The girls are in the dining room, having their first day of home tutoring. I wasn’t sure about them starting so soon after Elle got back, thinking to give her some time to recover, but Kate said that what Eleanor needs is something to take her mind off what happened. I think she may be right. After all, Kate knows the most about what happened to Elle. I’ve refused to hear the details, and I know Elle doesn’t really want to tell me unless she has to.
The press are badgering us 24:7. I had a shouting match with them at eleven o’clock last night.
“I will not let you make money out of my daughter’s pain!” That shut them up, but they’ll be back.
Elle is often sulky with us. She can’t help it. Over the last few months she’s been told over and over again that we’re holding her back, until she started to believe it. Although she is trying to convince herself that it’s not true, she’s finding it hard.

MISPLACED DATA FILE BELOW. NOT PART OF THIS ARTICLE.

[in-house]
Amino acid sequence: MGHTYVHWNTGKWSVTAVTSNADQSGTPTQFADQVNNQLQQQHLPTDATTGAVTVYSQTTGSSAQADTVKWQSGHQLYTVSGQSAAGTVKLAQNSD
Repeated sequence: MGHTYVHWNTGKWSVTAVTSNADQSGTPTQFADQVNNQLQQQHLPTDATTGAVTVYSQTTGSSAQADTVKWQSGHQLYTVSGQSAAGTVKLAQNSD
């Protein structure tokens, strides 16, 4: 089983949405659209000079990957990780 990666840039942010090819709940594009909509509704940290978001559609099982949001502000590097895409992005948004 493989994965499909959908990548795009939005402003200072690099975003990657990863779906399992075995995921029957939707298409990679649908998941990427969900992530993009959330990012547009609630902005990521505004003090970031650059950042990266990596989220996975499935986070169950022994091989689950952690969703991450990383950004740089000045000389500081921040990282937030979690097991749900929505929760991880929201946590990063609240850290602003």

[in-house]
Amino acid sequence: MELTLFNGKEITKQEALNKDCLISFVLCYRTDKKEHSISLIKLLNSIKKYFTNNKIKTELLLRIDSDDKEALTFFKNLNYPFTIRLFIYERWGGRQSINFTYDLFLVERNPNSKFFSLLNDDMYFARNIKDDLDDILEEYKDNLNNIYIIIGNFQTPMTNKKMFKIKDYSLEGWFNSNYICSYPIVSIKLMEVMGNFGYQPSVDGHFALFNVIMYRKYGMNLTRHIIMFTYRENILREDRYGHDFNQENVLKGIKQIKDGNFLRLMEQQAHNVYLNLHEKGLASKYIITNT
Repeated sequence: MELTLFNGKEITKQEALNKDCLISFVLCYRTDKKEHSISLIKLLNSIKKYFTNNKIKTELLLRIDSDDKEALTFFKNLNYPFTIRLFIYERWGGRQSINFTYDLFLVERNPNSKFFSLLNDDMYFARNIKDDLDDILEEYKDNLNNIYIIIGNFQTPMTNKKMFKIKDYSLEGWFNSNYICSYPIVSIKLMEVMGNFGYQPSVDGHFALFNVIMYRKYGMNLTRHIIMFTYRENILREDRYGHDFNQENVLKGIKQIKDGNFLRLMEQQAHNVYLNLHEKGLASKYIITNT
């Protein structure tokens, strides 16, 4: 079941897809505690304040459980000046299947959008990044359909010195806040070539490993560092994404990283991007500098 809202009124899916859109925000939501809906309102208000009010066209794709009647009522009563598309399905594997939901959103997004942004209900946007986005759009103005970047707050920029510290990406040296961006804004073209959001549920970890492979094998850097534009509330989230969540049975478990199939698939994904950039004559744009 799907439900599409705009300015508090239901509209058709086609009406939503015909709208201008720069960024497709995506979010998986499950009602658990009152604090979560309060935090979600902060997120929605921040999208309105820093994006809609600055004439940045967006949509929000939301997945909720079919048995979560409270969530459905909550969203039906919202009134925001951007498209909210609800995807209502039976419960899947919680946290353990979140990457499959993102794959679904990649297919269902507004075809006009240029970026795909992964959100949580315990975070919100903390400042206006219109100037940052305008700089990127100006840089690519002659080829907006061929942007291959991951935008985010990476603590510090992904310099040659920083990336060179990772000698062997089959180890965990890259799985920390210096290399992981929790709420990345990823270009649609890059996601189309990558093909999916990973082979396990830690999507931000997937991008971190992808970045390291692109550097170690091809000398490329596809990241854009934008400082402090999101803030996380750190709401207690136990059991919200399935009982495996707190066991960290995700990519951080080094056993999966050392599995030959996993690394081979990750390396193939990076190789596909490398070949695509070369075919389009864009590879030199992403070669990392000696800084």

Slowly but surely she is overcoming her addictions. I’ve never been so proud of my daughter ever before. One thing I overheard her telling Kate, though, really broke my heart.
“They made me feel that all I was worth,” she said, crying, “was what someone would pay for me.”